William Basinski Cascade

[MMLXII; 2015]

Styles: ambient, tape loops
Others: Tape Loop Orchestra

The albums of William Basinski, America’s most-renowned quasi-ambient tape loop manipulator, are most affecting (or perhaps just most approachable) when they provide a temporally specific “in.” It’s no wonder that The Disintegration Loops and their 9/11 narrative remain his most well-known pieces, and the wisps of 1980s Brooklyn street noise rippling the loops of 92982 tinged that album with a hyper-specific nostalgia. The temporal rifts built into pieces such as those opened the door to reams of theoretical and emotional loops, time and affect torquing around one another in bewildering ways.

But there’s always a first-level affect at work in his pieces as well — repetition of emotionally resonant minor chord loops as a gateway into deeply felt sorrow — but aside from 2003’s Melancholia, he’s rarely approached his work with such strict focus on crafting a specific somatic response as he does on Cascade. Like his other pieces, it’s simple to describe: an endlessly repeated piano figure draped in delicate reverb and echo, lightly hissing with tape distortion, minutely altered over the course of its 40-minute duration, aside from an abrupt drop in volume followed by a nearly choral figure for its last few minutes. It is, of course, crushing.

In a way, it’s a strange inversion of Eno’s now-insufferable and inescapable bit about ambient music functioning as furniture music, allowing for attentive listening but not requiring it, etc. etc.; except that, in this case, the music barely changes upon closer inspection. One notices the changes in reverb, in new harmonies and dissonances, but they’re hardly the focus, quickly overwhelmed by an explosive affective response, an overpowering and enveloping sadness. It’s a misery not unlike Cobain’s also-inescapable but equally valid quote about the comfort in being sad, that strange combination that brings forth incommensurable words like “unbearable” and “cathartic” in the same breath. And that breath brings along a movement into the physical — the catch in one’s gut, the uptake of breath, the tears pooling in the eyes. (I’m crying now, with the piece on for reference as I write, for no particular reason and for no one in particular.)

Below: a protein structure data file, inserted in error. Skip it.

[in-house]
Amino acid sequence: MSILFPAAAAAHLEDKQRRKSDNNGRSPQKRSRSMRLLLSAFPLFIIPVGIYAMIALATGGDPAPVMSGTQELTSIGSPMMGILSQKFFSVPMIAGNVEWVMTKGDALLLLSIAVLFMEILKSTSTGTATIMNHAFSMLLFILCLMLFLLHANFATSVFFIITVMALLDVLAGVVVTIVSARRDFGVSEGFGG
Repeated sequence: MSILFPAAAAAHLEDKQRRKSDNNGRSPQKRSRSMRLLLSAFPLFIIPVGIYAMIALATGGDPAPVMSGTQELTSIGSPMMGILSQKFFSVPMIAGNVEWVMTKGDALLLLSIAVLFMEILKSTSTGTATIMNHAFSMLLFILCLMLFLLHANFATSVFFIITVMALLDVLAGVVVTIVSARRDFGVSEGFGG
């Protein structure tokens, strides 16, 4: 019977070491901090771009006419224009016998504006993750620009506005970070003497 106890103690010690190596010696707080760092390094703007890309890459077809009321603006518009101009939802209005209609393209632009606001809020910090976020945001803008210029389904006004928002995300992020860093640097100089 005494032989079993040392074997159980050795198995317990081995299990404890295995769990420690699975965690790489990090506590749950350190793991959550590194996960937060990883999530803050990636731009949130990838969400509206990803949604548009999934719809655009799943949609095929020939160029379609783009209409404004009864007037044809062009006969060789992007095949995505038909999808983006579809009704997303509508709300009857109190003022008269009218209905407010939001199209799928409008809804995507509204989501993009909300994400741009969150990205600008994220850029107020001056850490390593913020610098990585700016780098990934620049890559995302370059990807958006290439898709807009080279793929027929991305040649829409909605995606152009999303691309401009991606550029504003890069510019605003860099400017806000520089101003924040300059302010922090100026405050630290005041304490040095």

None of this is new for Basinski, whose work has always crept up on a listener only to emotionally erupt at their cue. But here, he’s stripped aside much of the theoretical sprawl, resulting in a work that feels both minor, even by his standards, and gargantuan, even by his standards. Here we’re adrift among crystalline shards of piano and minor chords, which work because they work, with little else to hold on to. We can grasp onto his craft for help — there’s no doubting that a simple loop wouldn’t yield the power his nearly-unnoticeable but methodic, thorough manipulation of timings do — but his craft is so subtle that it nearly eludes us. This stripping down leads to strange avenues — Does one feel cheated? Have we approached the terrain of the “merely cinematic”? What does it mean to feel this much when there’s no signifier to attach it to? (Those burning towers made it so easy for us, validated our misery, put a narrative to it.) Is a sadness for no one in particular merely a form of ego-love?

Cascade remains impenetrable on the matter, but perhaps that theatrical dive into hushed tones and choral rebirth at its close provide some clues, their overt manipulation finally bringing the piece into focus as a performance rather than a process (another rarity in this oeuvre). The tape loops and, as always, the temporality bound up in their tiny snaking physical bodies have been brought forth to perform, Basinski (winkingly? wittingly?) reminds us, and we diligently weep. The misery landscape here reveals its ties to the operatic tradition, with textural complexity bound up in the simplicity of the human response. And we go home, our eyes bright.


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